Better One-Year Clinical Outcomes After Four Weeks of Theta Burst Stimulation for PTSD Than After Two Weeks

April 28, 2020 · Posted in Peer-Reviewed Published Data, Potential Treatments · Comment 
Theta burst stimulation.

In a 2019 article in the journal Neuropsychopharmacology, Nicholas J. Petrosino and colleagues described findings from one year of follow-up with veterans suffering from post-traumatic stress disorder (PTSD) who received intermittent theta burst transcranial magnetic stimulation (iTBS) in a four-week crossover study.

In the first two weeks of the study, half of the 50 participants (who were mostly male and had an average age of 51) received iTBS while the others were given a sham procedure. Then all the participants received iTBS on an open (non-blind) basis for two more weeks.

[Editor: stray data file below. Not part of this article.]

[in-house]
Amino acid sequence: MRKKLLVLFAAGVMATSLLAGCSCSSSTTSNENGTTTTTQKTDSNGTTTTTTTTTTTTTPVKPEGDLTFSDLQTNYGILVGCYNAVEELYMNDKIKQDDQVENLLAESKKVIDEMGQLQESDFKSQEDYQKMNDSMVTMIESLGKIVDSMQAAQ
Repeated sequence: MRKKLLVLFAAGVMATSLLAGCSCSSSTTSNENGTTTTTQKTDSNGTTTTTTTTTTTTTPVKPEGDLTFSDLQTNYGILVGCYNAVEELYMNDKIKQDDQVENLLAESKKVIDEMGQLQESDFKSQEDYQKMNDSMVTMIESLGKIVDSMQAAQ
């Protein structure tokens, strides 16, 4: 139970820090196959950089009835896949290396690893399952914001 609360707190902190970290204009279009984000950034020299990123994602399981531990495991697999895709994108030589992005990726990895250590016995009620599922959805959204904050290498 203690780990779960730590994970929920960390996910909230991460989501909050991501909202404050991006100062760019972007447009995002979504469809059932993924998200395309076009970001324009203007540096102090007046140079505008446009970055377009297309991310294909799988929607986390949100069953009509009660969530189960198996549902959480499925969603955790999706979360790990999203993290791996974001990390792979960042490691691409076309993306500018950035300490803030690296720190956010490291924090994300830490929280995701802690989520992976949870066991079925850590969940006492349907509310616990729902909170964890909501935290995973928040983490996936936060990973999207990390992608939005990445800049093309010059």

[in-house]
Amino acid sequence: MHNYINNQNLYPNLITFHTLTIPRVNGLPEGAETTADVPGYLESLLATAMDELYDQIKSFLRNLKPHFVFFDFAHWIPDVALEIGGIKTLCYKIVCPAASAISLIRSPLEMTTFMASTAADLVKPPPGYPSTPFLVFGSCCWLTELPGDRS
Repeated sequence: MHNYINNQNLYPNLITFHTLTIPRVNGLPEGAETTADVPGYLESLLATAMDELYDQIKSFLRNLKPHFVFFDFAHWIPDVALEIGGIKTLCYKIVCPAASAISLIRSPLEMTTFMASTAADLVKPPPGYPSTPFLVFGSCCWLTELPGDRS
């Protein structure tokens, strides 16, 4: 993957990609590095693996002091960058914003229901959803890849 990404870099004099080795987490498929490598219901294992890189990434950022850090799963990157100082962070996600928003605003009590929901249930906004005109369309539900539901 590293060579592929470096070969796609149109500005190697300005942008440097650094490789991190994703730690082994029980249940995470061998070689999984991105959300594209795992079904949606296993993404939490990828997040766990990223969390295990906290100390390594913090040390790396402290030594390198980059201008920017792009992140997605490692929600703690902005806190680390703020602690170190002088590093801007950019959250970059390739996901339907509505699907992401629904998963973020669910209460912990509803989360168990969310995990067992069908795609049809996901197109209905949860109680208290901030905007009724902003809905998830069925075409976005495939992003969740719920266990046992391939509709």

At one month, those who had received four total weeks of iTBS had better outcomes than those who had received only two weeks of active iTBS. These results were published in the American Journal of Psychiatry in 2019 in an article by Noah S. Philip and colleagues.

The researchers went on to look at longer-term outcomes, namely time until relapse (a major event such as a re-hospitalization or suicide). After one year, those who received four weeks of iTBS went 9 to 11 months without relapsing (296.0 days ± 22.1), while those who received only two weeks of iTBS went 5 to 7 months before relapsing (182.0 days ± 31.9).

It seems that more iTBS may be better than less iTBS for PTSD in both the short and long term.